Numbers 23:27-24:14 Maple Glen Church November 3, 2013
“How Do You See Yourself?” Pastor Louis Prontnicki
How do you see yourself… really?
What do you see when you look into a mirror? Do you see blemishes, gray hair, and do you wonder where all those lines came from?
What do you see when you look into your past? Do you see scars from abuse? Do you see brokenness and loss? Do you see choices you now regret and wish you could take back?
What do you see when you look into the future? Do you lose hope because it seems you will be stuck doing the same old, same old? Do you see hopelessness, and more aches and pains? Do you wonder how you will deal with getting older and what kind of suffering you’ll go through on the road to death? So… how do you see yourself… really?
Here are three ways we sometimes we ourselves:
i. “I’m so bad. I always fall back into the same sin. God couldn’t possibly love me.”
ii. “I’m so much better than other people, at least in some areas. Therefore God must love me!”
iii. “I’m so-so. I guess I’m okay with God. But I don’t want God to really know me.”
But how does God see you?
God uses Balaam’s third oracle, in Numbers 23:27-24:14, to tell us how the Lord sees Israel, and by extension, how the Lord sees you and me, as His bride, as He views us through the lens of His Son, our Lord and Savior Jesus Christ. And how He sees us- and feels toward us – should greatly encourage us and give us much joy!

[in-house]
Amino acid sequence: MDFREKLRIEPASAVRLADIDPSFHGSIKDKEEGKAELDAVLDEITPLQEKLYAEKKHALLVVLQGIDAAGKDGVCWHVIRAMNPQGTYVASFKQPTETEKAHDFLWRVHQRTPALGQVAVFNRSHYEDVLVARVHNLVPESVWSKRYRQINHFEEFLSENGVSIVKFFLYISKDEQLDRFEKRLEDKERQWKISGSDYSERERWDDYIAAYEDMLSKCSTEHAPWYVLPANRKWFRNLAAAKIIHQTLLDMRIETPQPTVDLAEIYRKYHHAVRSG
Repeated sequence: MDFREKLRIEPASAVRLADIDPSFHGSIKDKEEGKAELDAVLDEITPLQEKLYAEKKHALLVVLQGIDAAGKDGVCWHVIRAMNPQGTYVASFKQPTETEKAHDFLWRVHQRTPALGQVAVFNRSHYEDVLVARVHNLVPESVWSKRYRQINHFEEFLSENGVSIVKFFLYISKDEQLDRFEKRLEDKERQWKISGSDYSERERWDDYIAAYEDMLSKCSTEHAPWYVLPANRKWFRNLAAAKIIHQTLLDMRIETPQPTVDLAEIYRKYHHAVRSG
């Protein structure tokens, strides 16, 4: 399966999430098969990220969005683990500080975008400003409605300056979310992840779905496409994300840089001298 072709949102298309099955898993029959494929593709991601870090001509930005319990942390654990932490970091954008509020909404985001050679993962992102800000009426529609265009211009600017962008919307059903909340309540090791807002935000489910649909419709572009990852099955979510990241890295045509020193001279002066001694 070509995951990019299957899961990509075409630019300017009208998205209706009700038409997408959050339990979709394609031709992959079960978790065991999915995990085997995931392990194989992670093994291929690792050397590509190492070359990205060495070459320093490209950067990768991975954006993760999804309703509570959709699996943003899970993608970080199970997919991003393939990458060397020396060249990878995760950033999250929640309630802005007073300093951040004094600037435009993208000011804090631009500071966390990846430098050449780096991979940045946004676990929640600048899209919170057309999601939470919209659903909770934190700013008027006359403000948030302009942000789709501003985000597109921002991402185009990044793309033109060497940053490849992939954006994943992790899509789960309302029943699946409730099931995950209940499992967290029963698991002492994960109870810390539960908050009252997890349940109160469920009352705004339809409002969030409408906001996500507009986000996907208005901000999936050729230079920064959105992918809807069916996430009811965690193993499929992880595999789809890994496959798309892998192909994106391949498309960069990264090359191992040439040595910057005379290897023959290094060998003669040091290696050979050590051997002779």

The setting for the third oracle is found in Num. 23:27-30. The pagan seer Balaam has already twice uttered prophetic blessings upon Israel, despite the fact that Balak, King of Moab, is willing to pay him handsomely if he will curse Israel for him. So here Balak takes Balaam to another location where he can get a different perspective on the nation of Israel, camped below, hoping that the third time will be a charm, and that Balaam will finally put a curse on Israel.
I. How Balak saw Israel (23:27-28; 24:10-11) (How the world sees us)
Election Day is this Tuesday, and we’ve all seen those nasty campaign ads on TV where the other side shows the worst possible picture of their opponent, right? It’s usually a grainy black and white photo that shows the person at their worst, so you won’t vote for him, right?
Well, that’s how Balak is trying to portray Israel to Balaam, so he will curse them. I say this for two reasons.
First, the location: “the top of Peor” (v. 28). Mt. Peor was the center of Baal worship; it was the focal point for worshipping the local idol. (See Num. 25:3 “So Israel joined in worshiping the Baal of Peor.”) Balak chose this place with the thought that since it was the HQ of Baal, the god of Moab, then the God of Israel could not come there to hinder this cursing operation. It was similar to taking someone to an occult bookstore or an opium den. Balak was hoping that the Lord God of Israel didn’t have “coverage” in this area.